Kathryn Tout is co-director for Early Childhood Development and a senior research scientist at Child Trends.Kathryn is a developmental scientist who investigates how policies and innovations in early care and education can promote program quality, effective teaching and the well-being of young children and their families. She conducts research and evaluation to understand and identify best practices in Quality Rating and Improvement Systems (QRIS), professional development for early childhood educators, early childhood curriculum and assessment, and family engagement in early care and education settings. She directs projects from Child Trends’ Minnesota office but works across the nation with a variety of local, state and federal partners.
At the federal level, Kathryn co-directs Child Trends’ Child Care and Early Education Policy and Research Analysis contract with the Office of Planning, Research and Evaluation (OPRE) in the U.S. Department of Health and Human Services. Under this contract, Kathryn leads the Quality Initiatives Research and Evaluation Consortium (INQUIRE) which brings together researchers, policymakers and practitioners to identify critical issues in the field of quality improvement and develop guidance and tools on best practices and evaluation strategies. At the state and local levels, Kathryn directs QRIS evaluations and validation studies in Minnesota, New Mexico, Vermont and Kentucky. Kathryn also directs an evaluation of the Success by Six initiative in Philadelphia and the Reading by Third Grade initiative in the Twin Cities. As a co-Principal Investigator for a child care research partnership in Minnesota and Maryland, Kathryn studied early care and education choices, continuity and quality from the perspective of low-income parents. In each of her projects, Kathryn has developed strong, collaborative relationships with state administrators, program developers, implementation teams, researchers and other stakeholders to ensure that the research is policy-relevant and applicable to decision-making.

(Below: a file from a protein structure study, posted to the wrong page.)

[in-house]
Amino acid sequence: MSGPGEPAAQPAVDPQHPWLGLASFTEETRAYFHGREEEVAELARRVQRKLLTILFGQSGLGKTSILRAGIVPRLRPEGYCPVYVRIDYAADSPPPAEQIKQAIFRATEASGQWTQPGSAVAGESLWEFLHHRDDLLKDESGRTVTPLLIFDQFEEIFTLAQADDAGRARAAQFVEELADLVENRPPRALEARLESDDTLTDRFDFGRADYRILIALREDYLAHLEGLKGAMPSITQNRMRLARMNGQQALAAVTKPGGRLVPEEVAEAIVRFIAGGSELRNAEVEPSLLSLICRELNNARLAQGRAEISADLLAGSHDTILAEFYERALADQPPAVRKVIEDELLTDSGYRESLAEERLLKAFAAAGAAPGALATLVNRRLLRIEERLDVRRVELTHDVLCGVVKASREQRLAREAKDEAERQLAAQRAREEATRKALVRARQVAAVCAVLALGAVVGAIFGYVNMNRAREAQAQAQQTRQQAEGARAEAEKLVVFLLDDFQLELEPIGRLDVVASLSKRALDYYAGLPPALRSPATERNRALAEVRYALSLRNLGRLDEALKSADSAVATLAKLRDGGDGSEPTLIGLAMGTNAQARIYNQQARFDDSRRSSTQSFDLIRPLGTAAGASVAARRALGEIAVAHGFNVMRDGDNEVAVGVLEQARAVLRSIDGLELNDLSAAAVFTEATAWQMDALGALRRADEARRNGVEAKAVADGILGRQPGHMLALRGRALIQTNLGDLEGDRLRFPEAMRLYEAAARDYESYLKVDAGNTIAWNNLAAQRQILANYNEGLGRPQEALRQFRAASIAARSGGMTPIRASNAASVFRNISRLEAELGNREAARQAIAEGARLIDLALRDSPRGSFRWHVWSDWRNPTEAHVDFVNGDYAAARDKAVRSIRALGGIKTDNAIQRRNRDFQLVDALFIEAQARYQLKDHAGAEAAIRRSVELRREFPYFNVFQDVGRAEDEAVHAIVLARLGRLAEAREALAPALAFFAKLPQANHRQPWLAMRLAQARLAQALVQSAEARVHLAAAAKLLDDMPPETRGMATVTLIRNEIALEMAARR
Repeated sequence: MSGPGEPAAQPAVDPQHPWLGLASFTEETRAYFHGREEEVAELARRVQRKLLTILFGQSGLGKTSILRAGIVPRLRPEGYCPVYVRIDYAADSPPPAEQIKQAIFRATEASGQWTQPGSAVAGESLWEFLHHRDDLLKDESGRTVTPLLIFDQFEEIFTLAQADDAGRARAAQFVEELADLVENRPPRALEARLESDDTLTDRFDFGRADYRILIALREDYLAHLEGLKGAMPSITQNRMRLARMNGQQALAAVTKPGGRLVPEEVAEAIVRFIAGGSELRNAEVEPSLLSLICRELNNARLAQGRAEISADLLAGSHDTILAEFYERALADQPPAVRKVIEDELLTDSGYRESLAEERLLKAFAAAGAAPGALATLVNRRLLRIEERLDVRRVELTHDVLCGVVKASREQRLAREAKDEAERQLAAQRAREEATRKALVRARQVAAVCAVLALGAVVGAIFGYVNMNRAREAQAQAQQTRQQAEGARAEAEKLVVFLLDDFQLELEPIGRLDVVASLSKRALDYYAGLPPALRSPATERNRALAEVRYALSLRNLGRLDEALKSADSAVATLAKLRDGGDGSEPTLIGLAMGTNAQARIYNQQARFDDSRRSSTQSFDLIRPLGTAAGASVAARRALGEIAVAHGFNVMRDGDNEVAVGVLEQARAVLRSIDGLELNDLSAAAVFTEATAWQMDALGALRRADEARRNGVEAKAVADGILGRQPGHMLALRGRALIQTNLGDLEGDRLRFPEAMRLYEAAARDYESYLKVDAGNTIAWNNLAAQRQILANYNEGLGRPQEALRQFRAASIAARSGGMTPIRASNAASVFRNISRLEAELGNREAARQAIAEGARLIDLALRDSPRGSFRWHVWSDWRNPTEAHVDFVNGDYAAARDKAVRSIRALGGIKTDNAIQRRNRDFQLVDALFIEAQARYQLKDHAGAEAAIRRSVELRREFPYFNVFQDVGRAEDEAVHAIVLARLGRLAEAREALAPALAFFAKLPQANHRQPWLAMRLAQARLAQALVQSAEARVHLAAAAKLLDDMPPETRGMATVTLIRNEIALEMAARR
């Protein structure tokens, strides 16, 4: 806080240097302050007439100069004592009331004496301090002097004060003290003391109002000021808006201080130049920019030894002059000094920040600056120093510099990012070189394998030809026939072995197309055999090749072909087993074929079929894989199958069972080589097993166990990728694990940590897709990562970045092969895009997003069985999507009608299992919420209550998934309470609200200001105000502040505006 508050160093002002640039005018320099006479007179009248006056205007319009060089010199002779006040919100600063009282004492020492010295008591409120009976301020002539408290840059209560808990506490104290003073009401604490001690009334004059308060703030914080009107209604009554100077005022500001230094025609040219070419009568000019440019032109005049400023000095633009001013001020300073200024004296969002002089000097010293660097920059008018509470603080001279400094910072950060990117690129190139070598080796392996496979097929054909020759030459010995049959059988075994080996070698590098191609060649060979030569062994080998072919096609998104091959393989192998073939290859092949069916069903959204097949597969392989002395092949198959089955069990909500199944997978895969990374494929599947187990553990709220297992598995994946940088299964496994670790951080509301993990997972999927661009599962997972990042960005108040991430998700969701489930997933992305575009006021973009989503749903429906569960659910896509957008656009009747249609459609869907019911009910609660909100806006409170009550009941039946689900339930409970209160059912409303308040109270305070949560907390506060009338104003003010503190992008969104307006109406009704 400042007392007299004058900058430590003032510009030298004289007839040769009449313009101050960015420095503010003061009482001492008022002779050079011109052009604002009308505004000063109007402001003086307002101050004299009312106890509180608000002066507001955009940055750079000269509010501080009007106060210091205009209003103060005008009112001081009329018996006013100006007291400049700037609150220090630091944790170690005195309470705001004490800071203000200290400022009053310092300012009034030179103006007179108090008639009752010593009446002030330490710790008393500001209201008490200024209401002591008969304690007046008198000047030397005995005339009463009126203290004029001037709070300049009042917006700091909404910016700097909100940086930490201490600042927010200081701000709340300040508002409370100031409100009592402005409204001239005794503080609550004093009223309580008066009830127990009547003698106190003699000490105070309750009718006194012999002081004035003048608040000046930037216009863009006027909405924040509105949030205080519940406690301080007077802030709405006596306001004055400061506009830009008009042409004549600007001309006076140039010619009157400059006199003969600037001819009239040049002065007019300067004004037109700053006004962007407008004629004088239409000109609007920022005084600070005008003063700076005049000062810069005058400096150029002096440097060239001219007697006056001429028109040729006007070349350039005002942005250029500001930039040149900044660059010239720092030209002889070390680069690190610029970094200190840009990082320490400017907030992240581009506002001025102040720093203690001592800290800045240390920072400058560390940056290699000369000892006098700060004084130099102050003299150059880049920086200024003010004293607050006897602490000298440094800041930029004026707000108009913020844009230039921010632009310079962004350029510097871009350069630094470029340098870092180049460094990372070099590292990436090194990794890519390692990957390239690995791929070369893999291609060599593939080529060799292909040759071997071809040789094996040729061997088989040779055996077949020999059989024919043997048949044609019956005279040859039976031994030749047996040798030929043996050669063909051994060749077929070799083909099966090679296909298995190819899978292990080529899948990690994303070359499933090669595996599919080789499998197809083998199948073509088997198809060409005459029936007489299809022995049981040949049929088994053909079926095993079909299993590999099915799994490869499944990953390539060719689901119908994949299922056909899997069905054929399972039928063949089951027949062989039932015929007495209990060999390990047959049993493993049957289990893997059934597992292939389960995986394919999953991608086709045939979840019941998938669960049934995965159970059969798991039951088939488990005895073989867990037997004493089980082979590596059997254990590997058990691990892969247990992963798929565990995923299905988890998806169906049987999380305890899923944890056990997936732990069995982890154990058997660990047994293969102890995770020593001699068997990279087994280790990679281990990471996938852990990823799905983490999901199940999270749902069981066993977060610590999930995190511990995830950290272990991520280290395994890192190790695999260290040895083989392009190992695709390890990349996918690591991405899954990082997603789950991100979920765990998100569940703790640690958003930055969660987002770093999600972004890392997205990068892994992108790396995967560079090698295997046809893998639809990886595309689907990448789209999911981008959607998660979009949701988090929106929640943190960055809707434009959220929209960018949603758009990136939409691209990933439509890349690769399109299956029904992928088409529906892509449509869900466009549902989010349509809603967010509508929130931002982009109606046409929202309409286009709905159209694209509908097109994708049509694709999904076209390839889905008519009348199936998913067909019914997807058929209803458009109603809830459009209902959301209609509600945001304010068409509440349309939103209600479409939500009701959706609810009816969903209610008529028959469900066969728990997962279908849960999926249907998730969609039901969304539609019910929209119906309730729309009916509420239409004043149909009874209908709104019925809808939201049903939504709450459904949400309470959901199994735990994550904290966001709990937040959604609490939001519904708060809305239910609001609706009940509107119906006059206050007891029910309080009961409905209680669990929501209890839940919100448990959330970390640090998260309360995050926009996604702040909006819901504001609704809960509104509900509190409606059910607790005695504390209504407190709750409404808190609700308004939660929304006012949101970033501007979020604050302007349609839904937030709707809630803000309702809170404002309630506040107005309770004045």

Kathryn has written literature reviews on topics related to qualifications and quality of the early childhood workforce, the effectiveness of professional development strategies, and promising models of coaching and consultation in early childhood. She co-edited a volume for Brookes Publishing in 2011 called Quality Measurement in Early Childhood. She has collaborated with colleagues on the development of conceptual models on topics including quality rating and improvement systems, early childhood professional development and child care decision-making. She has directed data collection efforts that include telephone surveys, in-depth interviews, focus groups, observations, and direct child assessments. She conducts both quantitative and qualitative analyses and has directed studies using multi-case study methods. Kathryn has been an invited speaker to a variety of conferences for researchers, policymakers, and practitioners.